Tip: Avoid reusing boxes with old hazmat stickers for non-hazmat items, as it could cause the package to be returned to sender.

UN3481 and flammable liquid adhesives UN 1133 labels

FAQ

Governmental agencies consider the seller/shipper of the product responsible in understanding if your products are hazmat, how to prepare, and ship them. One of the best ways to identify if a product is hazardous is to locate its Safety Data Sheet (SDS) or Material Safety Data Sheet (MSDS) and check Section 14 (Transportation). A quick search online typically is able to find the relevant document.

Yes, sellers still need to follow domestic and international rules and correctly label their packages so eBay can be made aware that the shipment contains hazardous materials.

There are 9 classes of hazardous materials which present different hazards in transport. Explosives, Gases, Flammable liquids, Flammable solids, Oxidizing substances, Toxic (poison), Radioactive, Corrosive, and Miscellaneous hazards. Some of these classes are broken down into divisions that define more specific attributes. Use this visual guide as an aid: https://www.fmcsa.dot.gov/sites/fmcsa.dot.gov/files/docs/Nine_Classes_of_Hazardous_Materials-4-2013_508CLN.pdf

It depends on the mode of transport. Domestically, the 49 CFR (Code of Federal Regulations) sets the rules for shipping hazmat by land, air, and inland waterways. Internationally, the IMDG Code (International Maritime Dangerous Goods)  lays down the law for shipment by vessel. The ICAO (International Aviation Organization) & IATA (International Air Transport Association) set the regulations for air transport. Find more information at these links: https://www.ecfr.gov/current/title-49, https://www.imo.org/en/OurWork/Safety/Pages/DangerousGoods-default.aspx, https://www.iata.org/en/publications/dgr/.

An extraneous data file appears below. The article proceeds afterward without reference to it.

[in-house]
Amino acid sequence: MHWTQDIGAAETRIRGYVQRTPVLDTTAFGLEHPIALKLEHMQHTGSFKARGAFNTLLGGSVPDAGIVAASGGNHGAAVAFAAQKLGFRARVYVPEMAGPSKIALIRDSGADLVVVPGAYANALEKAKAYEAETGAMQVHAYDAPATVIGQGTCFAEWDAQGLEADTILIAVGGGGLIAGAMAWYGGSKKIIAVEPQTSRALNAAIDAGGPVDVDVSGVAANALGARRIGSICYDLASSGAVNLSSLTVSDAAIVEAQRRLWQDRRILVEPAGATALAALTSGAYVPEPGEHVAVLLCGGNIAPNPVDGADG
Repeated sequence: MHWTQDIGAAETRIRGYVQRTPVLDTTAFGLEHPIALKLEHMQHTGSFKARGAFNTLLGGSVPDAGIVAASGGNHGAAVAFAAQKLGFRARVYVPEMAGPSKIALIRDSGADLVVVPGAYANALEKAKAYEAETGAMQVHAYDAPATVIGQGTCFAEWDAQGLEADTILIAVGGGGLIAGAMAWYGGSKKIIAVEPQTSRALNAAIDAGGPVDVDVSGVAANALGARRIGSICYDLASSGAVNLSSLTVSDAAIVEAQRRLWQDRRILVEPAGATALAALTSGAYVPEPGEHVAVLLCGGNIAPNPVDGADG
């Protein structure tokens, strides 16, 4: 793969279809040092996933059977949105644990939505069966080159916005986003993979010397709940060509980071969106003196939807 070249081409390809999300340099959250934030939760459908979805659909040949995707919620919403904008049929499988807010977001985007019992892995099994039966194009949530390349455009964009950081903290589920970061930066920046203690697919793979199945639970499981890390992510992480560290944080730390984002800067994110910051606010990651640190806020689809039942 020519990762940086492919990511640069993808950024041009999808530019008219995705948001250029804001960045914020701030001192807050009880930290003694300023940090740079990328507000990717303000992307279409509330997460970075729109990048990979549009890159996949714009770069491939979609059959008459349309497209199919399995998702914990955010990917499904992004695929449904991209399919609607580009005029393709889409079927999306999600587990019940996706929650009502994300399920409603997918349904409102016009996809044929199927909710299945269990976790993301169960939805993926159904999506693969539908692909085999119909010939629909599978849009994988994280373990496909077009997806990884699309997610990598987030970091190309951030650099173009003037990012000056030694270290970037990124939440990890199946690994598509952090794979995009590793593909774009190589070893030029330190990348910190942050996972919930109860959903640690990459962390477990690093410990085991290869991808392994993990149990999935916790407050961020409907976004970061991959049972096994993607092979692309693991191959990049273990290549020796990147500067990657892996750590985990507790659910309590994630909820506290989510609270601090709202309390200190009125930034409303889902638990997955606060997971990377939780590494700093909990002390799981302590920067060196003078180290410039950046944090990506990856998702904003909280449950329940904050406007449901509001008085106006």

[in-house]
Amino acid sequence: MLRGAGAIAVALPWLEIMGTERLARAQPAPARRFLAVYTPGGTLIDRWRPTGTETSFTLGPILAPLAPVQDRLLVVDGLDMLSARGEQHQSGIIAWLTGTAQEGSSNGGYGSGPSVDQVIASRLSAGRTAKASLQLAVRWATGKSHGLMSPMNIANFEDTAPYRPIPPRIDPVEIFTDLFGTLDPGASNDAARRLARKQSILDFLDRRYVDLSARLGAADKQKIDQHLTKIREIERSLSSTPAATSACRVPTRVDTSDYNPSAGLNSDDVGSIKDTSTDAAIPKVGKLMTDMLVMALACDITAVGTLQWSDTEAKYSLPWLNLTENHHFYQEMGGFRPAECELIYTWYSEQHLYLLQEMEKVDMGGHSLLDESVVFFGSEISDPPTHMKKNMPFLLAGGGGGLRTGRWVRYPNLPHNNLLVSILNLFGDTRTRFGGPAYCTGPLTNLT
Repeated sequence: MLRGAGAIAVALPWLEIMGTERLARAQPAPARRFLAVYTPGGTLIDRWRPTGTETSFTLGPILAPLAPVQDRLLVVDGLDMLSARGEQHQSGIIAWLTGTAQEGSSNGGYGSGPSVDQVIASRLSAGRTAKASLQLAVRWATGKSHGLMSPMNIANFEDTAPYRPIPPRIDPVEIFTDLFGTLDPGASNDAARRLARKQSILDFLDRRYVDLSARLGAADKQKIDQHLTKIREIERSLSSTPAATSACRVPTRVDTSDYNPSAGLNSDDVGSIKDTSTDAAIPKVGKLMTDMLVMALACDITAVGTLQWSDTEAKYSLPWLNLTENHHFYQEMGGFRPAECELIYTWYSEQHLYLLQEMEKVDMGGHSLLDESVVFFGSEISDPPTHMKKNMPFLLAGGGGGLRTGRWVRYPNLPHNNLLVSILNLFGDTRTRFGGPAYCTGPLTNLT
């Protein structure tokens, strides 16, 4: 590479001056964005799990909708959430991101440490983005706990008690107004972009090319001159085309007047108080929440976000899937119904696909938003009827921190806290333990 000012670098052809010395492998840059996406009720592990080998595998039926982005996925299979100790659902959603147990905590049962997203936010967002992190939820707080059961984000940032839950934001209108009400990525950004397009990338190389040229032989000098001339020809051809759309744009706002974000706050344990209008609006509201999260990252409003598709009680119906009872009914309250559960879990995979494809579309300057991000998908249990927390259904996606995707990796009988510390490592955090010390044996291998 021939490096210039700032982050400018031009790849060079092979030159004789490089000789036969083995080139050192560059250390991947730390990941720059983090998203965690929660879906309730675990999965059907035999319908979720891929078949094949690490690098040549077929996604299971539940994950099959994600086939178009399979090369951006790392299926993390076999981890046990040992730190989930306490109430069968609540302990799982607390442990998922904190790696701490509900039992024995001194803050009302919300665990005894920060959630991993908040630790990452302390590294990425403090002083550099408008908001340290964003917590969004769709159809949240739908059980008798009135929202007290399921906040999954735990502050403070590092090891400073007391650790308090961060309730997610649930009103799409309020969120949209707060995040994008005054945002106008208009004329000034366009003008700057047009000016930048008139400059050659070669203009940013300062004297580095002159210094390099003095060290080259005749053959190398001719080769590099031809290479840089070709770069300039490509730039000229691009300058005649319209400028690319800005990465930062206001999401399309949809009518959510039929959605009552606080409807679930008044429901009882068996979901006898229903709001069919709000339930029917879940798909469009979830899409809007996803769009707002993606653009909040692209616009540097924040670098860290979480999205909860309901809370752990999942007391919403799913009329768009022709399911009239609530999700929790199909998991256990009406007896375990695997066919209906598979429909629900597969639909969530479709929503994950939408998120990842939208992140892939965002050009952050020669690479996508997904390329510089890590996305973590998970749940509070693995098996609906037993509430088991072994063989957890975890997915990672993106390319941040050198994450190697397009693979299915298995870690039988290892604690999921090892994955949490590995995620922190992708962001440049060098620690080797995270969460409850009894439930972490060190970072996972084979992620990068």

Yes, couriers set their own standards on top of the already strict regulations. Couriers want to protect their employees, and physical assets from harm. They may decide to forbid certain types of goods from transport on their aircraft, vessels, or trucks. For example, a few companies will not accept loose lithium batteries for transport because of fire concerns.

Yes, failing to comply with the relevant regulation may result in fine, penalty, or even jail time. That’s why it’s very important to follow the rules set by governmental agencies and couriers. See penalties in the 49 CFR § 107.329 Maximum penalties: https://www.ecfr.gov/current/title-49/subtitle-B/chapter-I/subchapter-A/part-107/subpart-D/subject-group-ECFR278a3e426100316/section-107.329.

As stated earlier on the page, the most common types we see at eBay are: lithium batteries, perfumes, nail polish, hairspray, cleaning supplies, lighters, and auto parts. That’s not the entire list, you may have a different type of hazmat depending on what you sell. The U.S. DOT offers a “Check the Box” guide to other types of common hazardous materials: https://www.transportation.gov/check-the-box/check-box-it-hazmat.

Package marking and label requirements vary depending on factors such as number of lithium cells or batteries and watt-hours.

Refer to this guide from the PHMSA to understand requirements for the item you are shipping:

https://www.phmsa.dot.gov/sites/phmsa.dot.gov/files/2022-09/Lithium-Battery-Guide-FN.pdf 

Feedback